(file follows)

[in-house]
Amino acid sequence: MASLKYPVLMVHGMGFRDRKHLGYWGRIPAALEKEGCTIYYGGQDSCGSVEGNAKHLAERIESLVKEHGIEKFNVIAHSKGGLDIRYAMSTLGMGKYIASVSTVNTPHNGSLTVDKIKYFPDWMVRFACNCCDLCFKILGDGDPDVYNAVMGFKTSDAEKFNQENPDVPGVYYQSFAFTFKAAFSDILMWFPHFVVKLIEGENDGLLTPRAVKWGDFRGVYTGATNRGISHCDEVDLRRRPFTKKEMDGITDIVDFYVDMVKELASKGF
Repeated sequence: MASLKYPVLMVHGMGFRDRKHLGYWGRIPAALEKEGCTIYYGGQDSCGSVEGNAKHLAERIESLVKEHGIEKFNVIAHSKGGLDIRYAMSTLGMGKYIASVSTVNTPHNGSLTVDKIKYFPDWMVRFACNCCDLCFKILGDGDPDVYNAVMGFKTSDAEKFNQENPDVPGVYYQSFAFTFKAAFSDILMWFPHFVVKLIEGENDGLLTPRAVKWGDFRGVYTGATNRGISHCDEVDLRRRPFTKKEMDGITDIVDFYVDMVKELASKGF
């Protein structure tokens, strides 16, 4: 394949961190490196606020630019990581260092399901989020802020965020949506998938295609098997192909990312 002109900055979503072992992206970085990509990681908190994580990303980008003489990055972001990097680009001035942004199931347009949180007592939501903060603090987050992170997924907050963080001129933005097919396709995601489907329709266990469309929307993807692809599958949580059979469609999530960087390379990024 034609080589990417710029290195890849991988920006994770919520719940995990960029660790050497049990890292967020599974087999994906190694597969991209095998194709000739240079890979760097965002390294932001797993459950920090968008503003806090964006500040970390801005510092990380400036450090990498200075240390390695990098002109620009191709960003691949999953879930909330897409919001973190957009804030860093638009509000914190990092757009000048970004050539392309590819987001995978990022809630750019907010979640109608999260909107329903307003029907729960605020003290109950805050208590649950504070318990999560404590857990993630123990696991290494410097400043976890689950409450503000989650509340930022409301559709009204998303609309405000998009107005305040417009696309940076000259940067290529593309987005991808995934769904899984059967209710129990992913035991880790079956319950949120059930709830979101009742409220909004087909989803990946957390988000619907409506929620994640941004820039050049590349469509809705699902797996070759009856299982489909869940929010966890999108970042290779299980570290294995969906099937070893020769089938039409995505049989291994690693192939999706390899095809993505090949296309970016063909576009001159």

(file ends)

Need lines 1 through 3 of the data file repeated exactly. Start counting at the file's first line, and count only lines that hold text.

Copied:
[in-house]
Amino acid sequence: MASLKYPVLMVHGMGFRDRKHLGYWGRIPAALEKEGCTIYYGGQDSCGSVEGNAKHLAERIESLVKEHGIEKFNVIAHSKGGLDIRYAMSTLGMGKYIASVSTVNTPHNGSLTVDKIKYFPDWMVRFACNCCDLCFKILGDGDPDVYNAVMGFKTSDAEKFNQENPDVPGVYYQSFAFTFKAAFSDILMWFPHFVVKLIEGENDGLLTPRAVKWGDFRGVYTGATNRGISHCDEVDLRRRPFTKKEMDGITDIVDFYVDMVKELASKGF
Repeated sequence: MASLKYPVLMVHGMGFRDRKHLGYWGRIPAALEKEGCTIYYGGQDSCGSVEGNAKHLAERIESLVKEHGIEKFNVIAHSKGGLDIRYAMSTLGMGKYIASVSTVNTPHNGSLTVDKIKYFPDWMVRFACNCCDLCFKILGDGDPDVYNAVMGFKTSDAEKFNQENPDVPGVYYQSFAFTFKAAFSDILMWFPHFVVKLIEGENDGLLTPRAVKWGDFRGVYTGATNRGISHCDEVDLRRRPFTKKEMDGITDIVDFYVDMVKELASKGF